As is well known, the papermakers felts or aprons are endless when installed on the press rolls of a paper-making machine. In the present instance, an electroconductire felt F constructed in accordance with the invention is shown endless and running over, around and between the respective nips of the press rolls 30, 31, 33 and 32 under and along the paper web 35. It will be understood that the felt apron F is provided with a number of additional suitable guiding rolls'36, 37, 38, 39, 40, 41 and 42 which need not be described in detail since they form no part of the invention.
The electric current may be supplied in any suitable manner such as, for example, by means of a suitable generator 45, one pole of which is grounded, as indicated at 46, and the other pole of which is electrically connected to the upper intermediate press roll 31 as by means of leads' 47 and 48in. series with a rheostat 50. The tail guide rolls 37 and 41 are grounded as indicated in-FIG. 11.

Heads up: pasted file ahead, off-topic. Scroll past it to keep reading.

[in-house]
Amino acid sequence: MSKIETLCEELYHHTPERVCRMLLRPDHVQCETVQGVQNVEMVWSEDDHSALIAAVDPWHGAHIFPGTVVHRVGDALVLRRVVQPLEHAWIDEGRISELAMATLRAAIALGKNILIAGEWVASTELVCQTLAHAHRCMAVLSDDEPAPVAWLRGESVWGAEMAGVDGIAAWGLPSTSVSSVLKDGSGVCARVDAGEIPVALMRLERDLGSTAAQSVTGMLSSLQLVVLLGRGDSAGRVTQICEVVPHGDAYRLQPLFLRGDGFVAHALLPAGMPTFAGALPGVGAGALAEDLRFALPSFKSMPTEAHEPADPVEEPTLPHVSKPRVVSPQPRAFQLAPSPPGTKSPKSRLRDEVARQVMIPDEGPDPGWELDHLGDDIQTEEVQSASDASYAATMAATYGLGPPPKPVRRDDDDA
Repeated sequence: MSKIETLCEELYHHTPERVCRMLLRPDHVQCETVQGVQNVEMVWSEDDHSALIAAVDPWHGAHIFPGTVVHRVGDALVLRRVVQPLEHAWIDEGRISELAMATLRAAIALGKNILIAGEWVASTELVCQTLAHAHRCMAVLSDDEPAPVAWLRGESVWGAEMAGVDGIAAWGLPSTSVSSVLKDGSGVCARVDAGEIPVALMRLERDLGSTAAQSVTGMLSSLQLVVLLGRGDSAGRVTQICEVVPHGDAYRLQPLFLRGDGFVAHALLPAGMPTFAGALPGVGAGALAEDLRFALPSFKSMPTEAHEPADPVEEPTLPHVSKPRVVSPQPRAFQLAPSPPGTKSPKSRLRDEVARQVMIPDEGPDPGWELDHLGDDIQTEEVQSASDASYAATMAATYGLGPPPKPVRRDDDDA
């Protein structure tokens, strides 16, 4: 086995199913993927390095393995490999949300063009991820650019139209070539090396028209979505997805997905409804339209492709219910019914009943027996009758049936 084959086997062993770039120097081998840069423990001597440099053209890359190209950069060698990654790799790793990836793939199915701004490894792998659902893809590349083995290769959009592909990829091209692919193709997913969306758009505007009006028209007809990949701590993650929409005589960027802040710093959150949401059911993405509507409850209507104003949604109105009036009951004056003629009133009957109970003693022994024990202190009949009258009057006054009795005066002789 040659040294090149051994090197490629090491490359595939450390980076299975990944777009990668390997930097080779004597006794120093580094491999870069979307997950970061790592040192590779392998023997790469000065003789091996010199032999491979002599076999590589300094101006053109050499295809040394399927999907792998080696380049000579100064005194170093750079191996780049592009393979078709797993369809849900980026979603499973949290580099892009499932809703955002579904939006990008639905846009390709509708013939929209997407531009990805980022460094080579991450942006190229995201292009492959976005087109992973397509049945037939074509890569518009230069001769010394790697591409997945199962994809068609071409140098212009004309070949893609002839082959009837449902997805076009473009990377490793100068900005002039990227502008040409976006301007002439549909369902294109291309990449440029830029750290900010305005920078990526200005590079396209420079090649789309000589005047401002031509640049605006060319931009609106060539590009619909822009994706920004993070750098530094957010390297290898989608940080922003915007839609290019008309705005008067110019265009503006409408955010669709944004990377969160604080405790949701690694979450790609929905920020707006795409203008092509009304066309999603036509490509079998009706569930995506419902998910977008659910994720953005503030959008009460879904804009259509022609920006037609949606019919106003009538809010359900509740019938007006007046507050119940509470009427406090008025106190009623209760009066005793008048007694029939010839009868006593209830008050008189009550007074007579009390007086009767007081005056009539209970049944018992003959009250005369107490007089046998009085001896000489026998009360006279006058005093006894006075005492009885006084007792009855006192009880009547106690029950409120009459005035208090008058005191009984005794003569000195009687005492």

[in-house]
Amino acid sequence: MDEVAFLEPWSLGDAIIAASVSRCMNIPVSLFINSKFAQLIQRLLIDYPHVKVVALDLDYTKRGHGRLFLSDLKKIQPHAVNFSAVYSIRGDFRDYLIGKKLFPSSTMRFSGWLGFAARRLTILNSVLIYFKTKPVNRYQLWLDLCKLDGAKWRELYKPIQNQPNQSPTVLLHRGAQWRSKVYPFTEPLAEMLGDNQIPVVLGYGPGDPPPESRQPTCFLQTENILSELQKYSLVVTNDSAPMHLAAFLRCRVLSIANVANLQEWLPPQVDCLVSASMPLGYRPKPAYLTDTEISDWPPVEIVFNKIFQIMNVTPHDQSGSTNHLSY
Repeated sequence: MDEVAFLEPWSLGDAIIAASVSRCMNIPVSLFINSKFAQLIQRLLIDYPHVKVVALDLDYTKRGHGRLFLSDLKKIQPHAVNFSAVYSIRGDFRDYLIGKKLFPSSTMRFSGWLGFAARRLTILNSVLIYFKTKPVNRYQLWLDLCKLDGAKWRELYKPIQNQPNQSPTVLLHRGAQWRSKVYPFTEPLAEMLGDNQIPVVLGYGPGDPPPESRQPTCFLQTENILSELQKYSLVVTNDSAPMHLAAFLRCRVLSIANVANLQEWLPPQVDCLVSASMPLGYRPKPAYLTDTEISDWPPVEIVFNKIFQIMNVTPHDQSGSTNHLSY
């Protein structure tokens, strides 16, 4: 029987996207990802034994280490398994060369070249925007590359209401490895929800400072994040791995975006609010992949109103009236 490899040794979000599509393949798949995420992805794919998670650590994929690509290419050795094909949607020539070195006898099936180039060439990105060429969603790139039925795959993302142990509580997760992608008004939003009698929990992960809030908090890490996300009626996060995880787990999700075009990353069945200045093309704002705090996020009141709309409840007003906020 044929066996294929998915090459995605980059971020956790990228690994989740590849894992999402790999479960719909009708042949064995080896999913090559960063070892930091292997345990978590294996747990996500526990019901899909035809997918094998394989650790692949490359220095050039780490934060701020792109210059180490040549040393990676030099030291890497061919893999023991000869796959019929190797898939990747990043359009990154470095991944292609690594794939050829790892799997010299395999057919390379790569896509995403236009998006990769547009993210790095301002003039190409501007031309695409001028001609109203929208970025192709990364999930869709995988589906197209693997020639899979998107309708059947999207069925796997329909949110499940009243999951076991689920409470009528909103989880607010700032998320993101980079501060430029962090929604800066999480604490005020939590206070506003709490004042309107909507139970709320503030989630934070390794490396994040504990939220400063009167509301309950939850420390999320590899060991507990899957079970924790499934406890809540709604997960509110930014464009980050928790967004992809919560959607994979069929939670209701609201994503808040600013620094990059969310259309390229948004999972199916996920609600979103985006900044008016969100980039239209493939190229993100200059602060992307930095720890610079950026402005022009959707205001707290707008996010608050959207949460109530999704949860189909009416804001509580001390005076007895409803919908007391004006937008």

The exposed bare metallic sections 28 of the electric conductors 22 on the surface of the felt passing in-succession between the nips of the press rolls 30, 31, 33, and 32 and bearing against and guided over the metal faces of the respective peripheries of the tail guide rolls cause electric current to flow from either or both grounded tail guide rolls 37 or 41 along the respectivelongitudinal advancing or receding runs of the metal conductors 22 to the sections thereof under the felt structure engaged at the aforementioned nips of said' coacting press rolls, where the electric current then passes to the roll 31 from the conductors 22 through the wet felt F and the wet paper web 35 carried thereon, thereby completing the electrical circuit to the generator 45 by reason of its ground 46.